Click here for the PDF version of this Pharmacy Law Brief
Earlier this month the Food and Drug Administration released policy guidance documents explaining the agency's thinking on the two central sections of the recently amended Food, Drug, and Cosmetic Act (FDCA)- Sections 503A and 503B. These guidance documents provide more detail as to how the agency plans to implement the new provisions of the law pertaining to pharmacy compounding. For many stakeholders, these documents are critical in ensuring the agency is continuing to work with state boards of pharmacy and to continue protecting patients who depend on compounded medication.
Presented here is the digested language of the guidance document for Section 503A- one of two sections essentially bisecting the compounding industry. 503A defines 'traditional compounding' and 503B, outsourcing facilities. Although the agency expects state boards of pharmacy to continue their oversight and regulation of pharmacy compounding, the extent to which they will allow the state boards of pharmacy to regulate practice in accordance with their respective provisions cannot be known for sure. It is implied that the definitions and criteria set forth by these two sections of the FDCA will become the regulatory magnifying glass by which state boards of pharmacy must examine pharmacy compounding in their states. Furthermore, state boards and the FDA must work together to address pharmacy practices that fall outside the lines of these two sections. Provided here are the requirements the agency will enforce for compounding pharmacies not registered as outsourcing facilities.
To qualify as a traditional compounding pharmacy, a pharmacy practice must:
1. Compound a drug product for an identified individual patient pursuant to a valid prescription
2. Have a licensed pharmacist compound drugs in a licensed state or federal facility
3. Compound a drug in limited quantities prior to receipt of a valid prescription for an individual and based on a history of the pharmacist or physician receiving those prescriptions and there is an established relationship between pharmacist/physician and patient
4a. Compound drugs in compliance with USP chapters on pharmacy compounding that comply with USP or NF monographs
- If there is no monograph, the drug must be a component of an FDA-approved human drug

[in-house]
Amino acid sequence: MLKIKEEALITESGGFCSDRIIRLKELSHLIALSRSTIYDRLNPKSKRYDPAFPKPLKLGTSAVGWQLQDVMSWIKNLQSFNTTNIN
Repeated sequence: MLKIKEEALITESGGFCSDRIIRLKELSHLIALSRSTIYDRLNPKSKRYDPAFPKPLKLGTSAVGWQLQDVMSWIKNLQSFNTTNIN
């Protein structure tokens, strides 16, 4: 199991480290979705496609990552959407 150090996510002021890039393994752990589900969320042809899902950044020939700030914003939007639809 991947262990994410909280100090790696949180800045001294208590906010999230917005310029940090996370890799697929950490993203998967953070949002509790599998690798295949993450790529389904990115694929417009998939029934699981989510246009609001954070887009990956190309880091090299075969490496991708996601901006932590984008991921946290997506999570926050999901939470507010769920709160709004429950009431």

4b. If it is not a component of an FDA-approved human drug, it must be on the FDA approved list of bulk drug substances for use in human compounding
5. Use bulk ingredients that are manufactured by a FDA registered entity
6. Use bulk ingredients that have an accompanying certificate of analysis or purity
7. Use ingredients that comply with USP/NF monographs, if applicable, and USP chapters on compounding
8. Not compound with bulk ingredients on the FDA 'do not compound' list
9. Not regularly compound or compound in large amounts drugs that are essentially copies of commercially available drugs
10. Not compound drugs identified by the FDA to be demonstrably difficult to compound
11. Not ship a quantity of compounded drugs that represents more than 5% of total prescription orders out of state - unless the state has entered into a memorandum of understanding (MOU) with the FDA regarding interstate distribution of compounded medication.
- Provisions pertaining to physician compounding were not discussed
- These guidance documents and federal regulations apply only to compounded drugs for human use; drugs for veterinary use are not affected by these regulations.
- Many of these provisions requiring submissions in order to establish a list of drugs will not be enforceable until the FDA announces an official list and sets forth implementation regulations.
- A state may enter into a MOU with the FDA only after the FDA releases a draft MOU for comments and consideration. Following this release, the FDA will then enforce the 5% limit in states that have not signed and entered into the MOU.
- In regulating pharmacy compounding in accordance with these provisions, a risk-based inspection criteria will be used, as described in the Drug Quality and Security Act and will place greatest importance on what is deemed to pose the greatest risk to public health.